THERE WERE NO LIVE-IN LOVERS IN THOSE DAYS - GRANDMA JOHNSTON-SMITH
Rhoda Omosunlola Johnston-Smith has authored many books. She has seen colonial and post-colonial Nigeria. She is over 85 years and has just launched her autobiography. Johnston-Smith retired from Nigeria's civil service in 1980 as an Assistant Chief Inspector of Education.
In this exclusive interview with Sunday Sun, she reflects on her childhood, her education, her sojourn in England as a student, courtship and marriage, her career and her retirement. Excerpts:
Tell us about your background ?
I was born on August 18, 1925 in Lagos into the family of Mr Elkanah Bankole Williams and Mrs Rebecca Adekunle Williams (nee Fadipe) .Twelve years after my first husband died, I married Sir Dokun Smith. So, my full name is Rhoda Omosunlola Johnston-Smith. I was raised at 3, Obadina Street in central Lagos. It used to be a very fine part of Lagos then, but unfortunately today, it's like a slum. I hope Governor Raji Fashola overhauls that part of Lagos as he promised.
What was your childhood like?
We lived in a community of Muslims and Christians. My parents were both Christians and they inculcated in us good Christian discipline. We were friendly and brought-up to care for people, love our neighbors and to enjoy good life. I'm so happy that I can recall the many friends we had, my nuclear and extended families, the hand of fellowship and love we extended to those around us. My parents were well educated and I have five well educated siblings. We all started school quite early .
I was five years when I started the kindergarten at Lagos Baptist Academy, then I proceeded to primary school and then the secondary school. I was at school for 13 years. In 1943, I completed my secondary education, took the Cambridge School Certificate Examination, passed and was exempted from the London matriculation. Four months after, I was employed as a clerical assistant. I was a Public Relations Officer in what is now known as the Ministry of Information. It was a humble beginning but I was lucky to be assigned to an expatriate, one Miss Douglas who came from Trinidad and Tobago in the West Indies.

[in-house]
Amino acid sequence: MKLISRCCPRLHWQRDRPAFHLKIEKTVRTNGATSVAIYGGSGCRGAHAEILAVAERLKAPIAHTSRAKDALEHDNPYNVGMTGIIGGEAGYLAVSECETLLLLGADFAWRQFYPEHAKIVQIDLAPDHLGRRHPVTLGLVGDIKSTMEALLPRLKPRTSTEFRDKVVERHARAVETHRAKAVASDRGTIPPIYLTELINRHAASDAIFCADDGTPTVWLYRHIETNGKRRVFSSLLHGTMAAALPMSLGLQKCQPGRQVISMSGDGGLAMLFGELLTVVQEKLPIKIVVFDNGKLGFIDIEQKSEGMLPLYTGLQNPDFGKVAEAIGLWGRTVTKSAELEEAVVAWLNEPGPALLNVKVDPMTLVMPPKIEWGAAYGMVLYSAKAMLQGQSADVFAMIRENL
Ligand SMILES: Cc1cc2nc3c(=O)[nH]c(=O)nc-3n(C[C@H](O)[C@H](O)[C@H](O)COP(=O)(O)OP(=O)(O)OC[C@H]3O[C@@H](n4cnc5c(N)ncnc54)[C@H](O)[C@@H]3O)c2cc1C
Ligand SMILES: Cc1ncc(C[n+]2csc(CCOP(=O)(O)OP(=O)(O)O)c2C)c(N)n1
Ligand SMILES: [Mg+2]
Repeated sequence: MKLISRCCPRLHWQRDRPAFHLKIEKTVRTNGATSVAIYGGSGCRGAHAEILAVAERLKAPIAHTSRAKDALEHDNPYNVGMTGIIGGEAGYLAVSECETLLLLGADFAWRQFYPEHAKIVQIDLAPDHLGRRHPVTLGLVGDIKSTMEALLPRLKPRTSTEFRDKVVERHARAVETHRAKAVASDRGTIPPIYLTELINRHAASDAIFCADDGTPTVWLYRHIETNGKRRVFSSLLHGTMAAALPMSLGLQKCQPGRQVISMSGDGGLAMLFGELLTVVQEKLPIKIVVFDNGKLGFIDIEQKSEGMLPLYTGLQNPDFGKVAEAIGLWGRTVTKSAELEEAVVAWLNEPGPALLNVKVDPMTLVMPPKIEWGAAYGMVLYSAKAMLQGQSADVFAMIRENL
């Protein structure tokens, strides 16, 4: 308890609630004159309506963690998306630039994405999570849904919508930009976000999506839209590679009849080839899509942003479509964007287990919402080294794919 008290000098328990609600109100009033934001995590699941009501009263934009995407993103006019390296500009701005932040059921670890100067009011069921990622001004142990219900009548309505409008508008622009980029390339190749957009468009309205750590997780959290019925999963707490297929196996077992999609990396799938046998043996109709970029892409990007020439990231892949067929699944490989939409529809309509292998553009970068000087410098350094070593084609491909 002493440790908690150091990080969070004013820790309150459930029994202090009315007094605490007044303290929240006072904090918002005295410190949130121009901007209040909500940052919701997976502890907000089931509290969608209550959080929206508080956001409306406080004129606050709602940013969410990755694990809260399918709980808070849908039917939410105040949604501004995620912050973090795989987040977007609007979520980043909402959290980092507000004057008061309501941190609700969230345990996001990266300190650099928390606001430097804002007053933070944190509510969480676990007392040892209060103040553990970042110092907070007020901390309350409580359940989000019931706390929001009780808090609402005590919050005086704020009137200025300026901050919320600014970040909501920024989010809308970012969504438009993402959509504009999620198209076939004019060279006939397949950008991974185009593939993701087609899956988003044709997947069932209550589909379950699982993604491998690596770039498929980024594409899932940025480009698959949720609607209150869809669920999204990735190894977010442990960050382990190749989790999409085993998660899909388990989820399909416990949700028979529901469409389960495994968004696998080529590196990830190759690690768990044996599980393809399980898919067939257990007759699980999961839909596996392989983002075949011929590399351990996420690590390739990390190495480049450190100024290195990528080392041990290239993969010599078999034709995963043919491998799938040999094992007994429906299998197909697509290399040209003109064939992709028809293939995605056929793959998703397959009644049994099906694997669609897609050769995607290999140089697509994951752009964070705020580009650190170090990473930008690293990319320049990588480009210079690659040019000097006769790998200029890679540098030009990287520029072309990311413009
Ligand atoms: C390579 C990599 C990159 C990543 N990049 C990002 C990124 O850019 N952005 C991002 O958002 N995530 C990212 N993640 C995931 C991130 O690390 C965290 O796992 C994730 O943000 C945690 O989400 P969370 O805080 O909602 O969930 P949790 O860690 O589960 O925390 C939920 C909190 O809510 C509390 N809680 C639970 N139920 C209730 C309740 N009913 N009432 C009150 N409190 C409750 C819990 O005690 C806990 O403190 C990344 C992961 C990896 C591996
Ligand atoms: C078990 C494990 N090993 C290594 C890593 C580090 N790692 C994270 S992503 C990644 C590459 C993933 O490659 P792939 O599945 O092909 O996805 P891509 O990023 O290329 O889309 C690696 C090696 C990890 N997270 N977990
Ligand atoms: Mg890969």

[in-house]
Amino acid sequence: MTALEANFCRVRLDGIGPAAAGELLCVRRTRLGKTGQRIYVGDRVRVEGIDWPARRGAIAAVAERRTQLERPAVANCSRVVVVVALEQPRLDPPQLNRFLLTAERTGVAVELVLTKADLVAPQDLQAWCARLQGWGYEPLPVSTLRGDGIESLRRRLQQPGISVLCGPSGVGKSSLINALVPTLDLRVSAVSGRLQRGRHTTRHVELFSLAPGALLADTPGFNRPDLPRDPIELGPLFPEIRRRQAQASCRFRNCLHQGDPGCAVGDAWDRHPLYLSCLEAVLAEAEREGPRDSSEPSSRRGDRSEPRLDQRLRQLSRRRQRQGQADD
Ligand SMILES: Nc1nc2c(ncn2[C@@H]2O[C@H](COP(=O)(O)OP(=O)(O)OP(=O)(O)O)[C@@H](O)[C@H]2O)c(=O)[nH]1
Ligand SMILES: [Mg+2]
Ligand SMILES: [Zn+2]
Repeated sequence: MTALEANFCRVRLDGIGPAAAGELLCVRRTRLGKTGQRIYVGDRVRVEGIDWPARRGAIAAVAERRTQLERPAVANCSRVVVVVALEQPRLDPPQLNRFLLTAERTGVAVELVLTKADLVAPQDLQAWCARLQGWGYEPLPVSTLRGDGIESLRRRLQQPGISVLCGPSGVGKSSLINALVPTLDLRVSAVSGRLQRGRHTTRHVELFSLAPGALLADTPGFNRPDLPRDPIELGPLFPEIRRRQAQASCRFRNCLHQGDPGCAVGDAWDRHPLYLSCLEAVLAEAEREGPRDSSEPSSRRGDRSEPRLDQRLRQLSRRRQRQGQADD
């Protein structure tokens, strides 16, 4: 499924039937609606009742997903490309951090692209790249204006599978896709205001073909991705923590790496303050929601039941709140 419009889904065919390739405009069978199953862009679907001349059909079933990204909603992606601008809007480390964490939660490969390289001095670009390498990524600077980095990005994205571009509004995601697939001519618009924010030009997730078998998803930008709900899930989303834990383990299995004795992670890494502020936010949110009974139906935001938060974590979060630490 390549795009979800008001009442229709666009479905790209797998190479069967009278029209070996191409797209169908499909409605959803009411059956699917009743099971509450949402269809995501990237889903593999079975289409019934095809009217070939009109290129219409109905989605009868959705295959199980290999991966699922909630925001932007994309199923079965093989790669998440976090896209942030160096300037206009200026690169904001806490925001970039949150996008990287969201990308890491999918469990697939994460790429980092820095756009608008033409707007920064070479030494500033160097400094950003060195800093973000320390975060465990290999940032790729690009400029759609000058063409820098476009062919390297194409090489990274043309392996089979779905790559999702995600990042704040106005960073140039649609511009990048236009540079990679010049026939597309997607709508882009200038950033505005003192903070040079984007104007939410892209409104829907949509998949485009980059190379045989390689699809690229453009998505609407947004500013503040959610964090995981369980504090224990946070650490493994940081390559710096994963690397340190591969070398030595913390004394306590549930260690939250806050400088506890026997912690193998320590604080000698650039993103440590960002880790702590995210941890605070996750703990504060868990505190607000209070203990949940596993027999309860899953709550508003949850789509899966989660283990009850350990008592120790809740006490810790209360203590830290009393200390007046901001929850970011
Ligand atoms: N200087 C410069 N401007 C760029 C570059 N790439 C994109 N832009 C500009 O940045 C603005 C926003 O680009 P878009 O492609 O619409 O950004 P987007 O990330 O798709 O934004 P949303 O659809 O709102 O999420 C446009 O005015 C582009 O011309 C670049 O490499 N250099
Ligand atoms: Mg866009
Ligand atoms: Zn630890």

I worked with her from April 1944 until I traveled to England in 1947. She was a fine and highly educated woman who was a member of the British Empire. I learnt a lot from her. She was head of a children's publication called Children's Own Paper . That helped me quite much because I learned the process of editing and publishing. In 1947, I won a federal scholarship to study in England. At that time, it was a rare opportunity .
I was among at least 30 students nationwide who had the opportunity. I obtained a teachers' certificate in Home Economics at Gloucestershire Teachers' Training College of Domestic Science and I was there for three years spanning 1947 to 1950. I earned a good testimonial from the principal of the college. My days at the institution were very pleasant though I was the only black student in the college throughout my programme.